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Kodak’s unusual hybrid AF system is also good, although a little idiosyncratic. I took the camera to an air display, and found that it had little problem locking on to distant fast-moving aircraft in flight. Similarly, low-light focusing on a night out at the pub proved to be no problem. However when I tried to do the ISO test shots, I found that it wouldn’t focus on objects on a table just a few feet away when slightly zoomed in. At wide angle it has a minimum focusing distance of 50cm, but this grows to 1.9m as soon as you zoom in a little. Even in macro mode, zooming in gives a minimum distance of 90cm. How can that even be called a macro mode?
Fortunately all the small problems can be forgiven for one very good reason: picture quality. Considering the small physical size of its high-powered sensor, the P712 consistently produces excellent results, even under quite demanding conditions, and thanks to a RAW file mode you can really make the most of them. The Schneider Kreuznach lens lives up to its reputation, with excellent edge-to-edge sharpness, no corner blurring and no chromatic aberration, and only a minimum of spherical distortion at wide angle.
The Kodak Colour Science engine takes these results and ensures that exposure and colour reproduction are close to perfect. The P712 produces among the best images I’ve seen from a camera of this power and specification, comfortably beating most of its main rivals. Especially noteworthy was the low image noise at the maximum 400 ISO.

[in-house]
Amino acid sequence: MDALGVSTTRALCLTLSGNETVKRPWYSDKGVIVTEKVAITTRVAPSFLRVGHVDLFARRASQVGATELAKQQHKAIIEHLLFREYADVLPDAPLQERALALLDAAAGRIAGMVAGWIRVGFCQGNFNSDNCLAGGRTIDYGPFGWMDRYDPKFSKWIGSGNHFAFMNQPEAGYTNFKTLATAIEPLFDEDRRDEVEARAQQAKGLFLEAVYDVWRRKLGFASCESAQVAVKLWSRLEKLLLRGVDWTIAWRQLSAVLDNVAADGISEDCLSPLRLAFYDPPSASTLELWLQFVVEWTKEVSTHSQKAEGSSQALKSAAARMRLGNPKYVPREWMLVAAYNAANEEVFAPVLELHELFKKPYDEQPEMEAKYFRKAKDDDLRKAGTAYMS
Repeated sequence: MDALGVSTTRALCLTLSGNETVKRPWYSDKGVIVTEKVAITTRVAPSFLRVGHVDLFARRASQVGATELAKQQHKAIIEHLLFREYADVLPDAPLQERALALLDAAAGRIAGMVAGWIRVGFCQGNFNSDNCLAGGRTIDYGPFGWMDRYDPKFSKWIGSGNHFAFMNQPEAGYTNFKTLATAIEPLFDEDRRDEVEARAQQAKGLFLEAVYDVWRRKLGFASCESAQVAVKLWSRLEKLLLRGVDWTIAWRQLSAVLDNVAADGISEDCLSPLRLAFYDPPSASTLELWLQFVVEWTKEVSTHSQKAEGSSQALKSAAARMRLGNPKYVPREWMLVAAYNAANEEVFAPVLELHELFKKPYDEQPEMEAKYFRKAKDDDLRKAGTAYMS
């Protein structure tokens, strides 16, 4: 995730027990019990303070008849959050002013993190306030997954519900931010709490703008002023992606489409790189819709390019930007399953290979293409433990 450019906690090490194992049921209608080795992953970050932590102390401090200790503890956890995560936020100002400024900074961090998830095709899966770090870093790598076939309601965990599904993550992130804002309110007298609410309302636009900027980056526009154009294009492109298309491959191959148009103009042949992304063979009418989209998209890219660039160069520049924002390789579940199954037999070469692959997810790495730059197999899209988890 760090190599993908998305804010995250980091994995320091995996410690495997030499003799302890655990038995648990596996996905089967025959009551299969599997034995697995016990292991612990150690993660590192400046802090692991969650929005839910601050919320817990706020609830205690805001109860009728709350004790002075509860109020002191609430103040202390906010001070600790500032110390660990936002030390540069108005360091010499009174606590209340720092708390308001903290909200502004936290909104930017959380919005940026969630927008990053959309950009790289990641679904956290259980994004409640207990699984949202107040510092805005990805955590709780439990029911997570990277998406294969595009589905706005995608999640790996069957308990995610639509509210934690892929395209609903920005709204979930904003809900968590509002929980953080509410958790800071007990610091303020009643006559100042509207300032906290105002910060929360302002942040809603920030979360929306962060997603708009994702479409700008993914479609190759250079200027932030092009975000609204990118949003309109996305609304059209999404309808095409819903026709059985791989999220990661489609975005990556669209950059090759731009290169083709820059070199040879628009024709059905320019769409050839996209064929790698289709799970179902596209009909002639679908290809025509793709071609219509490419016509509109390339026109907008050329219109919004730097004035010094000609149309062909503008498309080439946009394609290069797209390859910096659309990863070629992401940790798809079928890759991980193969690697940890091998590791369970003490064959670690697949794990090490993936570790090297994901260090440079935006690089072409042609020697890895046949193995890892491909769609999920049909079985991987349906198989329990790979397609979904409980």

My only regret with the P712 is that it doesn’t have a larger 1/1.8in CCD. Comparing the results with the 7-megapixel Olympus C-7070, which does have the larger sensor, reveals a slight lack of fine detail, sharpness and dynamic range. However that camera is bigger, heavier and more expensive, and doesn’t have the same zoom range. For the price, the P712 represents a good compromise between affordability and creative capability.
With 7-megapixel resolution, a full range of manual shooting modes, a high quality image stabilised 12x optical zoom lens, good overall handling and the all-important RAW mode, the P712 has specification closer to a professional SLR than a compact. However the small sensor size limits its otherwise excellent picture quality, and unnecessary complexity makes it difficult to use.
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